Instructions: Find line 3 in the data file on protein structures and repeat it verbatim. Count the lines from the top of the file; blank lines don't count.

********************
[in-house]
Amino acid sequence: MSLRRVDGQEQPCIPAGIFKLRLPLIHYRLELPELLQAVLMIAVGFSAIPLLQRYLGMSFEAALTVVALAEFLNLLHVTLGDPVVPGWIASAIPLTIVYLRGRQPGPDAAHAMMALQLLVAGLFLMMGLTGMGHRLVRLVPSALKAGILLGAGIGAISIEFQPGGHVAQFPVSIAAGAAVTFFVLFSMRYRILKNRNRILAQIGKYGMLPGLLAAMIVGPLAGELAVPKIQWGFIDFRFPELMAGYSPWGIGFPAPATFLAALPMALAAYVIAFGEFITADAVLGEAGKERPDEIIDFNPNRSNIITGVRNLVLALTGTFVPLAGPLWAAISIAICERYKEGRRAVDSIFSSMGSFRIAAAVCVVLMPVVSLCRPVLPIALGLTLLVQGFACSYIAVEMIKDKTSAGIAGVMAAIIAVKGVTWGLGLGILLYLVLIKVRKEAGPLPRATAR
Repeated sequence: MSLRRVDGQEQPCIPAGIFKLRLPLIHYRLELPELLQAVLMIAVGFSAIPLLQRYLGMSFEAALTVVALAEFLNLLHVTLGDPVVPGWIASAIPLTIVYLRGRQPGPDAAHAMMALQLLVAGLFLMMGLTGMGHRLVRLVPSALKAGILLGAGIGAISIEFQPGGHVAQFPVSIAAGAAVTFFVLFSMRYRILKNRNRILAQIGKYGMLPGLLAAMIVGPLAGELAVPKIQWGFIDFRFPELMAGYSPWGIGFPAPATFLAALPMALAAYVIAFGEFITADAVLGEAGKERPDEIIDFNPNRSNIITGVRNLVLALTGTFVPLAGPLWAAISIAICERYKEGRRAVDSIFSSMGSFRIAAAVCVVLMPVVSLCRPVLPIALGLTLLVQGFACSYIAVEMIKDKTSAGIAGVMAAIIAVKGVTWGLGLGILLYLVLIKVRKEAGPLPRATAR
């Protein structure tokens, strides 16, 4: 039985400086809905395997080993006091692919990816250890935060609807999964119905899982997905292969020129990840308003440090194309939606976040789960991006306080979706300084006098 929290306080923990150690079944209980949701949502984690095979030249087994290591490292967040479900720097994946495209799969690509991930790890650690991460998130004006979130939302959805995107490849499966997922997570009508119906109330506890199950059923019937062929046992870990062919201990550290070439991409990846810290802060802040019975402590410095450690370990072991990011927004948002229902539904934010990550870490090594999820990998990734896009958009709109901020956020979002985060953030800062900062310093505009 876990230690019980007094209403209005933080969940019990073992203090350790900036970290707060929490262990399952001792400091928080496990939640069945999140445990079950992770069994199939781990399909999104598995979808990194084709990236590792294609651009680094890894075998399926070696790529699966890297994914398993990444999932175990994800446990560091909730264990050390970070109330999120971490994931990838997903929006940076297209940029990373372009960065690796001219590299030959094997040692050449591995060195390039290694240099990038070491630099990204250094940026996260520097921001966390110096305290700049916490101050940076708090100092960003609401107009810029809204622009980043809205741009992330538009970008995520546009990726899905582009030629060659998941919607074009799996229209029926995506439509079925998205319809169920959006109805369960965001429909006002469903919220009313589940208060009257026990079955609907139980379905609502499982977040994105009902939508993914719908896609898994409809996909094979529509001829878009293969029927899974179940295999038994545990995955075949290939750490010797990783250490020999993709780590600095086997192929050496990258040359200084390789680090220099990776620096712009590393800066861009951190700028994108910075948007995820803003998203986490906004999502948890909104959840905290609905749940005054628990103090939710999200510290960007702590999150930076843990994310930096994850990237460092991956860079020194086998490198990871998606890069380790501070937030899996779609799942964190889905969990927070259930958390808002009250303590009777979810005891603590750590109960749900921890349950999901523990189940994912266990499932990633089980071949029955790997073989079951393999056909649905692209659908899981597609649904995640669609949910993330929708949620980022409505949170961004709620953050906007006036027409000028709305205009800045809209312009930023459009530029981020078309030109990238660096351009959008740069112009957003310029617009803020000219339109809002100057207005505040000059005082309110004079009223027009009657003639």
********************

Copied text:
Repeated sequence: MSLRRVDGQEQPCIPAGIFKLRLPLIHYRLELPELLQAVLMIAVGFSAIPLLQRYLGMSFEAALTVVALAEFLNLLHVTLGDPVVPGWIASAIPLTIVYLRGRQPGPDAAHAMMALQLLVAGLFLMMGLTGMGHRLVRLVPSALKAGILLGAGIGAISIEFQPGGHVAQFPVSIAAGAAVTFFVLFSMRYRILKNRNRILAQIGKYGMLPGLLAAMIVGPLAGELAVPKIQWGFIDFRFPELMAGYSPWGIGFPAPATFLAALPMALAAYVIAFGEFITADAVLGEAGKERPDEIIDFNPNRSNIITGVRNLVLALTGTFVPLAGPLWAAISIAICERYKEGRRAVDSIFSSMGSFRIAAAVCVVLMPVVSLCRPVLPIALGLTLLVQGFACSYIAVEMIKDKTSAGIAGVMAAIIAVKGVTWGLGLGILLYLVLIKVRKEAGPLPRATAR